25/09/2013 02:42 BST

Ethnic Minorities Trapped In Poverty With Fewer Promotion Opportunities, Report Claims

Ethnic minorities find it harder to get promotions at work, and may be unable to haul themselves out of poverty, a new report has claimed.

Research by the Joseph Rowntree Foundation found that low paid workers believed their opportunities for promotion limited, and that ethnic minorities especially face multiple problems in getting promoted.

Ethnic minorities tend to be highly represented in low-paid work, particularly Bangladeshis, Pakistanis and migrant workers.

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The report found there are few opportunities for promotion in low-paid work

Difficulties include unequal access to opportunities for development; unclear information about training opportunities; and stereotyping.

"I have known people to apply for jobs and you know they can do it, they have got all the qualifications, they have had all the right experience and everything. But then somebody else has got it, because sometimes I do think it is the case of the face fits,” one housing association worker, resident in the UK 40 years, told researchers.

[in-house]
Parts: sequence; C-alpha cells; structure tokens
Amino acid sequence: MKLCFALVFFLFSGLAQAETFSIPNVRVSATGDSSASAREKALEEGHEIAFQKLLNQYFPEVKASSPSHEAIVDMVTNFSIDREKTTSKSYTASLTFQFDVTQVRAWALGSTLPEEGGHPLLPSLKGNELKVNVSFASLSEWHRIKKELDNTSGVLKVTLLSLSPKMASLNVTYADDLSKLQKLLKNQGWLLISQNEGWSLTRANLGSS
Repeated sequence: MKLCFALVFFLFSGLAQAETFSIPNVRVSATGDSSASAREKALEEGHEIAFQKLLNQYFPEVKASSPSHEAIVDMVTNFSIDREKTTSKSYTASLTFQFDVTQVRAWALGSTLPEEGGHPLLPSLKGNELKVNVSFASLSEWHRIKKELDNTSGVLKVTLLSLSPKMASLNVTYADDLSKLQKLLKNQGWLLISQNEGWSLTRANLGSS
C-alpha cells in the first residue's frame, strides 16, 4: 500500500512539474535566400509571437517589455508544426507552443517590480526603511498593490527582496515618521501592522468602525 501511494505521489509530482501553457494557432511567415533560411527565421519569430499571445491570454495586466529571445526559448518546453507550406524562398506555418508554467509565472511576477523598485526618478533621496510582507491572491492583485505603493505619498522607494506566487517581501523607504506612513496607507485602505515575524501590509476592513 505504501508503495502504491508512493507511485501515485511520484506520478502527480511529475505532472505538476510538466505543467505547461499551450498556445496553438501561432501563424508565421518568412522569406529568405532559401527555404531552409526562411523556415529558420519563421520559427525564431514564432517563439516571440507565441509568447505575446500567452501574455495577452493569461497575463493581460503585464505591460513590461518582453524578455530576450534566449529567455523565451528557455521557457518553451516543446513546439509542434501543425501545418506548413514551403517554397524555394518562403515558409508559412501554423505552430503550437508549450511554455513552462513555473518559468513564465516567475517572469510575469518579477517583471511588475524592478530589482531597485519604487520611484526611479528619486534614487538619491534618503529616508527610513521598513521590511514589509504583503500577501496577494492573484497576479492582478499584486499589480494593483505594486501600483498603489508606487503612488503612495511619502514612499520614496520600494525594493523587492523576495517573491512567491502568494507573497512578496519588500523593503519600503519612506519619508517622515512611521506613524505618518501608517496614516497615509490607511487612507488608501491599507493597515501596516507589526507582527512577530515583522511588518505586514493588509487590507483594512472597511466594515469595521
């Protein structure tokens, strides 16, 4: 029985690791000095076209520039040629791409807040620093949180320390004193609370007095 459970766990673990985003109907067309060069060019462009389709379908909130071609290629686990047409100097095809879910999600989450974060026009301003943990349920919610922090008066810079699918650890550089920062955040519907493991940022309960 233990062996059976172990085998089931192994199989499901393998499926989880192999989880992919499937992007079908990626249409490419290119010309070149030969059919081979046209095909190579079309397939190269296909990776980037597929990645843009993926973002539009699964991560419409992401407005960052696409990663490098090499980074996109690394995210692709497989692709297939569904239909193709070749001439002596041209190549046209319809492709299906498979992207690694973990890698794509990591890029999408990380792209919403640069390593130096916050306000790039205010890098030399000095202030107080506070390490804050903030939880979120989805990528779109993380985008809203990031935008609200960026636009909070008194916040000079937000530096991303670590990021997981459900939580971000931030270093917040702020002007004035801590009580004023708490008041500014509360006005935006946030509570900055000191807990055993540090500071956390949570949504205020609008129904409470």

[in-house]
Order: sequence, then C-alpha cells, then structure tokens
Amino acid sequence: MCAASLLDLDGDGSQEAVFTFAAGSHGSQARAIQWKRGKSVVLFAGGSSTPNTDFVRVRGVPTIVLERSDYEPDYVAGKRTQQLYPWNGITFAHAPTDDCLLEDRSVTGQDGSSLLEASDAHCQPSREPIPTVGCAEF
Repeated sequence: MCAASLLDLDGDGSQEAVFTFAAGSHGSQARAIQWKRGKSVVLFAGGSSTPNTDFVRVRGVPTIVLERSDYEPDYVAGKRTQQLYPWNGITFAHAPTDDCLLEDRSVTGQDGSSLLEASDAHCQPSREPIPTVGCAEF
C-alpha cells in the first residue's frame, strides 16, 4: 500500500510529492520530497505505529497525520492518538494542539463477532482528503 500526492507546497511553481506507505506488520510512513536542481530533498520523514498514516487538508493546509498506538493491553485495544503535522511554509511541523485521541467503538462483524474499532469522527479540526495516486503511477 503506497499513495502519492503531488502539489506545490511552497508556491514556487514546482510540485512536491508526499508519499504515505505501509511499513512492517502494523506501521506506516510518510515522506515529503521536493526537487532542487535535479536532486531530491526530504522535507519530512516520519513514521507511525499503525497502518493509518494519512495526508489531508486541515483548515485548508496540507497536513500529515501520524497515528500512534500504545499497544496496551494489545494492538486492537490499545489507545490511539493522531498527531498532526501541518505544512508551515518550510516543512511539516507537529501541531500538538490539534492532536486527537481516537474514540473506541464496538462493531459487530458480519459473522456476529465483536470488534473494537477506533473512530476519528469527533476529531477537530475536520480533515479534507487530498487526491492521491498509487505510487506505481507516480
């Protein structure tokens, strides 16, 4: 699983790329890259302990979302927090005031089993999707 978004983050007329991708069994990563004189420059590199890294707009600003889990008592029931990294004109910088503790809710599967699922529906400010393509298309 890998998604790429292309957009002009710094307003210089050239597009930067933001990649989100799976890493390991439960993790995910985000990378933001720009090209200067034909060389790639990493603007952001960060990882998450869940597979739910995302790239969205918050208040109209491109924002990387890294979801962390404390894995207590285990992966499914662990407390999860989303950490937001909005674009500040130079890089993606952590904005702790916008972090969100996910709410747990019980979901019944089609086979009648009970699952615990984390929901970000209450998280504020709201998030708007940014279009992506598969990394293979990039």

The study adopted a qualitative approach, involving nine case study organisations, four in Scotland and

five in England. Interviews were carried out with 65 low-paid workers and 43 managers.

The report’s lead authors, Maria Hudson and Gina Netto called for better understanding of the role of workplace cultures in routes out of poverty for people of all ethnicities.

Hudson said: “Managers who provide regular, constructive feedback and offer encouragement to employees to develop tend to be the exception rather than the norm. We found many examples of unsupportive management that was holding back staff from career progression. ‘’

But the report also detailed positive examples, where good managers had sought to encourage staff with potential. A Ghanaian store assistant told researchers: "I had a chef who always wanted me to get involved in the kitchen, rather than concentrating on the washing up.

"So he kept on pushing me … and I ended up being the breakfast chef.”